Bengaluru's garbage disposal crisis acquired menacing proportions in 2012 when the BJP government was in power and the then Congress leader Siddaramaiah repeatedly promised to solve the problem within six months if the Congress was voted to power. Siddaramaiah has been chief minister of Karnataka for over four years, and he is about to complete his term, but the garbage problem has only worsened. It not only reflects on the lack of political will and social commitment among elected representatives, but the power of garbage mafia to defeat all good intentions with filthy corruption. In the wake of several instances of garbage and debris being dumped recklessly at vacant sites, lakebeds and wetlands, the Bruhat Bengaluru Mahanagara Palike (BBMP) has embarked on one more half-hearted measure to tackle the menace by installing around 2,500 CCTV cameras across the city. The ward committees - whose members were largely hand-picked by the councillors - and who have been tasked by the High Court to address the problem of solid waste management, have been asked to select the spot where cameras are to be placed. The BBMP has set aside Rs 20 crore for this project.
Now, everyone knows that at the root of the problem is BBMP's myopic idea of dumping garbage in the city's outskirts, which is not only dangerous but also unscientific. First and foremost, the civic body has to put in place a garbage disposal system and ensure that it works. This includes segregation of wet and dry waste at source, composting of wet waste etc. When segregation was introduced, residents in several localities did volunteer to do so, but the whole exercise was sabotaged by garbage traders - in connivance with corporation officials - as it would have reduced their income from transportation of garbage to distant landfills. The BBMP spends over Rs 700 crore annually on garbage collection and transportation, inclusive of bogus bills, and the system is so lucrative that no one wants to give up.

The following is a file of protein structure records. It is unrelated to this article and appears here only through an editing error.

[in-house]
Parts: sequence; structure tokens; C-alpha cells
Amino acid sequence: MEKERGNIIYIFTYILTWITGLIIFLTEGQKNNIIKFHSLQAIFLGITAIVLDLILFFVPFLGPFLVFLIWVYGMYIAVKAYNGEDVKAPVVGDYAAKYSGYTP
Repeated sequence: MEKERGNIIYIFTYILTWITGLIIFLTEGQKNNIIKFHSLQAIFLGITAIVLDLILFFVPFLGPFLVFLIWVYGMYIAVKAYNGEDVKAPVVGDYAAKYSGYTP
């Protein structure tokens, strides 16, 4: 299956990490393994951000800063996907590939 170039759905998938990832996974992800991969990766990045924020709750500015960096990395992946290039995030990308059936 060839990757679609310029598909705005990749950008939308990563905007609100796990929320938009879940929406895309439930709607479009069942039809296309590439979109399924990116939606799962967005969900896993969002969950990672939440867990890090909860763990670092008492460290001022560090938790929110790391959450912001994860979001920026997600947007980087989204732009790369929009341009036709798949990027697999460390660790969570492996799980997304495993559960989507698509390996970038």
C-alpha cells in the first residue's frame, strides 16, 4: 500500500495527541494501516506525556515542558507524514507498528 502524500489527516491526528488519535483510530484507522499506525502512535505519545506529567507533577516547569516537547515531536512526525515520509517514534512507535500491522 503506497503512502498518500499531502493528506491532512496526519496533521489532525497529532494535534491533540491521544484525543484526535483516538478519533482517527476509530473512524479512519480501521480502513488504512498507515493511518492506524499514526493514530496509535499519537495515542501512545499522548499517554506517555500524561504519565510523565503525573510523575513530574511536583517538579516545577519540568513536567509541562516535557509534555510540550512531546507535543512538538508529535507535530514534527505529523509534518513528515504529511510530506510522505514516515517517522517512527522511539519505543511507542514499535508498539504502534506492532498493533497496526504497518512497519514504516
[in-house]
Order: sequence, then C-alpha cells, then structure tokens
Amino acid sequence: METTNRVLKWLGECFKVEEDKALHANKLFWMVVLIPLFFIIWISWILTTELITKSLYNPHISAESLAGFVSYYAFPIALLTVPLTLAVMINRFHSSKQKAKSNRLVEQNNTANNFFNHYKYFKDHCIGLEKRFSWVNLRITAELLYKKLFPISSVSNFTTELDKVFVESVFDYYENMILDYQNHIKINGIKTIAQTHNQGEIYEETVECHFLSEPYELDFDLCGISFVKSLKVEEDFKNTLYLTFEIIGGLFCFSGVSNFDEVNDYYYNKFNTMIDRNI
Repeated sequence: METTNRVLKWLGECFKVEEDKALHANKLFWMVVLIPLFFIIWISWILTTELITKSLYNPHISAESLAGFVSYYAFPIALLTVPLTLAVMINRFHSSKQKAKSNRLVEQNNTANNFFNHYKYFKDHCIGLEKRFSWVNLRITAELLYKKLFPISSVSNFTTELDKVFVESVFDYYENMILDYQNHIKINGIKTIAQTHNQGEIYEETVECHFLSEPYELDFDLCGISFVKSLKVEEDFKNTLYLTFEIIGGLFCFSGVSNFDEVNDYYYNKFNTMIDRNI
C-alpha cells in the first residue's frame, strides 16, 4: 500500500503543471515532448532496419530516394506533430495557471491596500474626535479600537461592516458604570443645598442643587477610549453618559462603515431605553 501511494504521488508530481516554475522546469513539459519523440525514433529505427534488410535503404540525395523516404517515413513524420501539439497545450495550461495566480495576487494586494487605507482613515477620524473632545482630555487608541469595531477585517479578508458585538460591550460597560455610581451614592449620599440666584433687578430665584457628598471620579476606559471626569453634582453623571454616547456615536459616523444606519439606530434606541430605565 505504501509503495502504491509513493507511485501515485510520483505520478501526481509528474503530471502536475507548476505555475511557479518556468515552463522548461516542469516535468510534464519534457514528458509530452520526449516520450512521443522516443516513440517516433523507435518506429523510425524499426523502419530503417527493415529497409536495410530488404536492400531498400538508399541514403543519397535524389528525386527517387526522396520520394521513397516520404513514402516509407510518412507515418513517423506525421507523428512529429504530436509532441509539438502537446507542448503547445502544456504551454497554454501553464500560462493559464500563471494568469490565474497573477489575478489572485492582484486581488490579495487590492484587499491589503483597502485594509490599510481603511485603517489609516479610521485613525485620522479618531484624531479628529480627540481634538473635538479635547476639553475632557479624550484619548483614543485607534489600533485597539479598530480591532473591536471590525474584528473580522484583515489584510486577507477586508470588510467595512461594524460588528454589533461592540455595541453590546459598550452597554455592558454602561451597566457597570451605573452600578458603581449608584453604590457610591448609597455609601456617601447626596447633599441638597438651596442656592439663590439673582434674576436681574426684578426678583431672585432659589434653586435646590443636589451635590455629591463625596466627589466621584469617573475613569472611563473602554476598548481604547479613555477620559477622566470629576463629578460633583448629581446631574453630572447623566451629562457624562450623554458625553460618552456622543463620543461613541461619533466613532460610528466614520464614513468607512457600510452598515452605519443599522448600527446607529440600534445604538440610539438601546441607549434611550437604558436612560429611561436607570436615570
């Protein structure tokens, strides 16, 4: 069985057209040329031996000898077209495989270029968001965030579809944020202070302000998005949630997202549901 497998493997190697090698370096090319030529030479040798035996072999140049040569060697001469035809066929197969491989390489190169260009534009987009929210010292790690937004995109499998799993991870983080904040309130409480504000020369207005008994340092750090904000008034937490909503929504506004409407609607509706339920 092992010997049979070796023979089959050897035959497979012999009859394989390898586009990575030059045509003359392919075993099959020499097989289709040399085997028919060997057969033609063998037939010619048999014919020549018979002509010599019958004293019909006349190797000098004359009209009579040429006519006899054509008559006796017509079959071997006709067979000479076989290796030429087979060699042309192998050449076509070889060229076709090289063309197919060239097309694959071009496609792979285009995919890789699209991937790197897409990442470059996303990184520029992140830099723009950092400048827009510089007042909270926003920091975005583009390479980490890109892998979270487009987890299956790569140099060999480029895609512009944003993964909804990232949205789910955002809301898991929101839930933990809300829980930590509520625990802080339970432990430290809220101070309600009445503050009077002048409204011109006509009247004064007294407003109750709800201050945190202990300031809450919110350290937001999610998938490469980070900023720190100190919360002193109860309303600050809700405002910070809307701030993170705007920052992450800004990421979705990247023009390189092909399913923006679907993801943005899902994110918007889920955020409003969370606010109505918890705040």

This being the case, how will installation of CCTV cameras help? Damning the proposal, an expert member of the solid waste management committee has revealed that there have been umpteen instances of volunteers doing night patrol and catching those dumping waste into lakebeds and other areas and providing BBMP with photographic evidence with vehicle numbers, but the officials have failed to take any action. The CCTV surveillance scheme, it seems, is only a method to punish minor offenders, but not to catch the big fish. Instead of indulging in such futile exercises, Siddaramaiah government will do well - in the limited period left - to completely overhaul the contract system with the focus on transparency and scientific garbage management.